This post originally appeared on Smart Asset.
With mortgage rates still low, it makes sense to consider a refinance if you’re trying to save on interest or lower your monthly payments. Refinancing your home can be time-consuming. Depending on your situation, you may find it difficult to get approved for a new loan. If you’re planning to refinance, there are a few things you should do to make sure you’re ready first.
1. Check Your Credit
Your credit score speaks volumes about how responsible you are when it comes to managing your finances. Even a single black mark could significantly hurt your chances of getting approved for refinancing. Things like late or missed payments, maxed-out credit lines and multiple inquiries can cause your score to nosedive. So you need to know what your credit report says about you before potential lenders see it.
You can get a free copy of your report here. Take some time to review it carefully to look for inaccurate or incorrect information. If you find something that you think is wrong, you’ll need to initiate a dispute in writing with the reporting agency. The agency will investigate your claim and remove or correct the information if necessary, which can give your score a boost.
If everything on your credit history appears to be correct but your credit score’s not that great, you’ll want to work on building it back up before refinancing. Paying your bills on time, keeping your balances low and minimizing the number of times you apply for credit can help your score to improve over time. The higher you can get your score, the lower the interest rates you’ll qualify for. So it pays to clean up your credit even if it means you have to wait a little longer to refinance.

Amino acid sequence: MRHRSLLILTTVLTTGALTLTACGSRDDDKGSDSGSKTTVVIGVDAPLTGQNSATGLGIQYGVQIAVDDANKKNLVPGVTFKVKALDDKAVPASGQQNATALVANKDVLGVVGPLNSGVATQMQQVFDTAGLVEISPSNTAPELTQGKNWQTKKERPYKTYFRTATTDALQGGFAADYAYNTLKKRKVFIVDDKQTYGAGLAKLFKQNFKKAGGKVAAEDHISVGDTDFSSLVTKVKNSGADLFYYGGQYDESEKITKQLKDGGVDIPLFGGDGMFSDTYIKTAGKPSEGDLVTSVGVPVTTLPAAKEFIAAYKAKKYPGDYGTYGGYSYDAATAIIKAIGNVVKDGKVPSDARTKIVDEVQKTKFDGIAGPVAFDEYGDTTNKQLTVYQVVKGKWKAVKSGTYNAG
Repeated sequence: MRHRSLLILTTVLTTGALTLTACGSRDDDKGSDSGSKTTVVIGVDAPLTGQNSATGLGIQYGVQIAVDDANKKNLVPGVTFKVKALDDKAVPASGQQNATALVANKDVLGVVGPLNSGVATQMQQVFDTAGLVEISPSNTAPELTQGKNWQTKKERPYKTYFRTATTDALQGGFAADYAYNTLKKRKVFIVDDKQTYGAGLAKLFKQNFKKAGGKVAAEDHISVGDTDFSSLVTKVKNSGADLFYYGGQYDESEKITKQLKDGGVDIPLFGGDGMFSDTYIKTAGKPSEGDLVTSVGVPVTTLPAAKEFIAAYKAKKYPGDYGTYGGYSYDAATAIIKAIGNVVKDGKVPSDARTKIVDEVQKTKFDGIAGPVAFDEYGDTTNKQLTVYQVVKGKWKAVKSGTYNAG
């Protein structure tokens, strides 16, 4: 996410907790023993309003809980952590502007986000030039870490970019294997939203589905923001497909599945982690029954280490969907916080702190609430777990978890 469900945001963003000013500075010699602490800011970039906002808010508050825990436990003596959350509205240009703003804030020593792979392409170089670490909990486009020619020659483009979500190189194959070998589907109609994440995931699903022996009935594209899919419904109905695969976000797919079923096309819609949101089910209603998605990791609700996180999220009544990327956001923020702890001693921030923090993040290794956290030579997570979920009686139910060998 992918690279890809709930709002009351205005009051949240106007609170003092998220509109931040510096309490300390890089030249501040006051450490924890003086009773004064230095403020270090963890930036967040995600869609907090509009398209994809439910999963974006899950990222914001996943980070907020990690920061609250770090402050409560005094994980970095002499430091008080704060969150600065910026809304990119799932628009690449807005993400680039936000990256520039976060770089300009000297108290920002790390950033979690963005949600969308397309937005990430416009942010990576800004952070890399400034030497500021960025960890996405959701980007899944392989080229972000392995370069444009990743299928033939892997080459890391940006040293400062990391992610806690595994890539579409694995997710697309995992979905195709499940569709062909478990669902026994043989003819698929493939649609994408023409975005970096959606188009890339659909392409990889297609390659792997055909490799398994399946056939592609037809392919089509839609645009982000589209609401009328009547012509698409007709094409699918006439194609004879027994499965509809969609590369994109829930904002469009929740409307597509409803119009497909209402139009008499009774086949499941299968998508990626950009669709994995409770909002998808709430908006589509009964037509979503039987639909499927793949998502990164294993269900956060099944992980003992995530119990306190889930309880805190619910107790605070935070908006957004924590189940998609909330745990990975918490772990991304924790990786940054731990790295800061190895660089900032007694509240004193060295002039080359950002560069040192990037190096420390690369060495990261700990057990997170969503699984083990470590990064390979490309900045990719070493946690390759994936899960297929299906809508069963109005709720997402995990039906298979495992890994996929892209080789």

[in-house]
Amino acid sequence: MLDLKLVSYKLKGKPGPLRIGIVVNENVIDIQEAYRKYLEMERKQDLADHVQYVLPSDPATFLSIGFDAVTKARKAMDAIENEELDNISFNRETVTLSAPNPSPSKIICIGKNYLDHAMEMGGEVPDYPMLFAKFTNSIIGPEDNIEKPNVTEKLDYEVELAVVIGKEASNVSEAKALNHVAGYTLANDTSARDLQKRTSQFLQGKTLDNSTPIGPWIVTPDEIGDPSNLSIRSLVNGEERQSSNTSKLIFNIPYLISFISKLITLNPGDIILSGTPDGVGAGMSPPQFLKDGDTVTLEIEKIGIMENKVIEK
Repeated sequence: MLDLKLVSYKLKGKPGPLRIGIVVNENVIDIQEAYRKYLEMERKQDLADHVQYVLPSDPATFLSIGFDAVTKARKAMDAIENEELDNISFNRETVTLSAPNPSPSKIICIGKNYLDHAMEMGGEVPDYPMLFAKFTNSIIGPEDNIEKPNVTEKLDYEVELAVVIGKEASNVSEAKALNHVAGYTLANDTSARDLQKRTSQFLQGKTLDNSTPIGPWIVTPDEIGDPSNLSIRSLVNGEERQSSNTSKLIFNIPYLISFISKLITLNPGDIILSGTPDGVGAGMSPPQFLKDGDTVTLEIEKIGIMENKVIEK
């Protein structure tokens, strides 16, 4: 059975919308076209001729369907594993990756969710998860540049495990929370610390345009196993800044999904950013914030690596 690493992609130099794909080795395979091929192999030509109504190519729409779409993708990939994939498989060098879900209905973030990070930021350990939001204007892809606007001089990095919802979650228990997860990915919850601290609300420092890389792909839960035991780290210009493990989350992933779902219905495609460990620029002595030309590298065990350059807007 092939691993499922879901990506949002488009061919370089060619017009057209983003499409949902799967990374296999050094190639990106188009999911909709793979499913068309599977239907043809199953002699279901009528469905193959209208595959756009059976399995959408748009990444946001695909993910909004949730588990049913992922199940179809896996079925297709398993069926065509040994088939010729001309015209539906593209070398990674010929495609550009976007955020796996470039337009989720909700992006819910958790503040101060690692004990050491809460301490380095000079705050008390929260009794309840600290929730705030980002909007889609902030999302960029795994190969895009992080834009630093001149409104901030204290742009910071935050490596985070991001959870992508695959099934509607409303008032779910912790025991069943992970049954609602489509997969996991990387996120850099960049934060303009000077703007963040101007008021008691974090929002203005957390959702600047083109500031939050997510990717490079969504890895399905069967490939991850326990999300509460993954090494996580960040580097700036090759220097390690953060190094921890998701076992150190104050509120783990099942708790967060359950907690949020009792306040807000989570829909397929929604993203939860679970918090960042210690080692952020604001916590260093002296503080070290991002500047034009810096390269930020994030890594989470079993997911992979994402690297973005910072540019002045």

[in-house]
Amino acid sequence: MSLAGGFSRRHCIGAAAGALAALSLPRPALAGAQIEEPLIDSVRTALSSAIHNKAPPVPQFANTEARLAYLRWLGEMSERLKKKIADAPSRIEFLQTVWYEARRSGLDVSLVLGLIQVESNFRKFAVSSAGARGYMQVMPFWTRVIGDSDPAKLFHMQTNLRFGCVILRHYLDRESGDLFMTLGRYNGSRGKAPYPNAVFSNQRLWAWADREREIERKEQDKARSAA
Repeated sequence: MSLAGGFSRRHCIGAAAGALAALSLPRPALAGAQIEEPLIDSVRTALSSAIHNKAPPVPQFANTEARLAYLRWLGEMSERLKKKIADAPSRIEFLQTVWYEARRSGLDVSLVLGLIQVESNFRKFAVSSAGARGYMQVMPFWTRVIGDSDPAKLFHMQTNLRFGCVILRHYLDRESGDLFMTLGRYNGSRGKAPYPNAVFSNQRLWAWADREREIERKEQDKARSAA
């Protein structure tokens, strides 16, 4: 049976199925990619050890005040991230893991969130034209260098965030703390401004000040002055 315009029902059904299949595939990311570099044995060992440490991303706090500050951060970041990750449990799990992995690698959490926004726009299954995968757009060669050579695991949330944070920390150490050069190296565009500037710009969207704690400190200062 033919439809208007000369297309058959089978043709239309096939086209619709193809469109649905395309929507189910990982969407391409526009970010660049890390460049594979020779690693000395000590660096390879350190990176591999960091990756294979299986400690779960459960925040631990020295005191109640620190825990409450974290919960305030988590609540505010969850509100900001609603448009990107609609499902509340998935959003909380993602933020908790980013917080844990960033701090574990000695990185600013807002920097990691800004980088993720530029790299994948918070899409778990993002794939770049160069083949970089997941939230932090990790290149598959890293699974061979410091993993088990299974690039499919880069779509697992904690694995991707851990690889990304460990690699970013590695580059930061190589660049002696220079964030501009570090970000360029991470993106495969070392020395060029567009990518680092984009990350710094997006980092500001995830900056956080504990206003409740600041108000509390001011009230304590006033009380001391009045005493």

2. Assess Your Home’s Value
Generally, lenders won’t be willing to work with you on a refinance deal unless you’ve built up some amount of equity in your home. For a conventional loan, you may need to have at least 20 percent equity before you can qualify.
If you’re underwater or have very little equity in your home, it doesn’t mean you’re automatically excluded from refinancing. But you may have to look into alternative options, like the FHA Streamline Refinance program or the Home Affordable Refinance Program. These programs have specific requirements so you’ll need to find out if you’re eligible before you apply.
Once you’ve figured out what your home is worth, you’ll have a better idea of whether or not you’ll be able to refinance. If you don’t have a lot of equity, you may want to consider investing in a few home improvement projects to build it up. Adding on a new bathroom or renovating your kitchen can yield big returns. But if you’re on a tight budget, something as simple as a few coats of paint and a little landscaping can go a long way towards increasing your home’s value.
3. Do Your Research
When you’re shopping around for a lender, doing a little research can ensure that you get the best deal. While you may tend to zero in on the interest rate that a particular lender is offering, you also need to pay attention to other key details such as the loan term and the closing costs.
For example, if you’re considering refinancing a 30-year loan to a 15-year mortgage to try and pay your home offer faster you should be aware of all the pros and cons. You’ll pay less in interest with a shorter loan term but you’ll be tying up a bigger chunk of cash each month in payments. You’ll need to decide whether your budget can handle the switch.
You should also figure out what you’ll have to fork over in closing costs if you decide to refinance. This includes things like the loan origination fee, the application fee, the appraisal, title search and recording that you’ll have to pay for before your refinance is complete. Closing costs can easily add up to several thousand dollars so you’ll want to make sure you’ve got enough cash on hand to cover them.
Refinancing can be a smart way to save money. The time you spend preparing beforehand can pay off big later on. With a little organization and some careful planning you can potentially avoid hitting any costly snags during the refinancing process.